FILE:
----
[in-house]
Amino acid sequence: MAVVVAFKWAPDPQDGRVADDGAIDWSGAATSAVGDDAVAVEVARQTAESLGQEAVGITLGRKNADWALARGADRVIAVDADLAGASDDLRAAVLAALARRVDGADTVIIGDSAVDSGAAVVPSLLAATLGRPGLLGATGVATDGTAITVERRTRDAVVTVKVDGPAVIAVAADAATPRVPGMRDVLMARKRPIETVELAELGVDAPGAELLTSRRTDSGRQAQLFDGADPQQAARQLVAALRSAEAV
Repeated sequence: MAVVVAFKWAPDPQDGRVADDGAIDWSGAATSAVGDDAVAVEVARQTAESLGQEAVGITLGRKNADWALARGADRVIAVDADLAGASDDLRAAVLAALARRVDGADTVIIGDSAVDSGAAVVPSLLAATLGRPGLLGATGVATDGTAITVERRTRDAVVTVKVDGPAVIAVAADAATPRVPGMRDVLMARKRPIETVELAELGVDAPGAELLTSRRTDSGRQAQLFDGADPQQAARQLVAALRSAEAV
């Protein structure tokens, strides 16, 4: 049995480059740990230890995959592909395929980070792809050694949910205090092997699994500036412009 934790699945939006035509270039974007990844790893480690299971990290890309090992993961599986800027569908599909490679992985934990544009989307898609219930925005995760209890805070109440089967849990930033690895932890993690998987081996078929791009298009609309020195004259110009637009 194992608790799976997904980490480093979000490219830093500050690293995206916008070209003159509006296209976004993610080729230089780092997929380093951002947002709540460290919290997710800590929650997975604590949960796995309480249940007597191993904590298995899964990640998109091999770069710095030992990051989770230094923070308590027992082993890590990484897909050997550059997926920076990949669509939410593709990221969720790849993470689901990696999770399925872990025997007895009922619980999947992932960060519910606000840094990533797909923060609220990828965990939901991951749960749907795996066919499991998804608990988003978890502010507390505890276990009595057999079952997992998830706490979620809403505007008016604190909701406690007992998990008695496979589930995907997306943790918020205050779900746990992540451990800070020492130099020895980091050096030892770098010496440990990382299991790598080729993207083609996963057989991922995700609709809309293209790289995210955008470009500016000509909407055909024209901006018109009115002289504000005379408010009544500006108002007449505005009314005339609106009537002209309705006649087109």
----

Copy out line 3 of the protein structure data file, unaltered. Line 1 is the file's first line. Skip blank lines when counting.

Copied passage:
Repeated sequence: MAVVVAFKWAPDPQDGRVADDGAIDWSGAATSAVGDDAVAVEVARQTAESLGQEAVGITLGRKNADWALARGADRVIAVDADLAGASDDLRAAVLAALARRVDGADTVIIGDSAVDSGAAVVPSLLAATLGRPGLLGATGVATDGTAITVERRTRDAVVTVKVDGPAVIAVAADAATPRVPGMRDVLMARKRPIETVELAELGVDAPGAELLTSRRTDSGRQAQLFDGADPQQAARQLVAALRSAEAV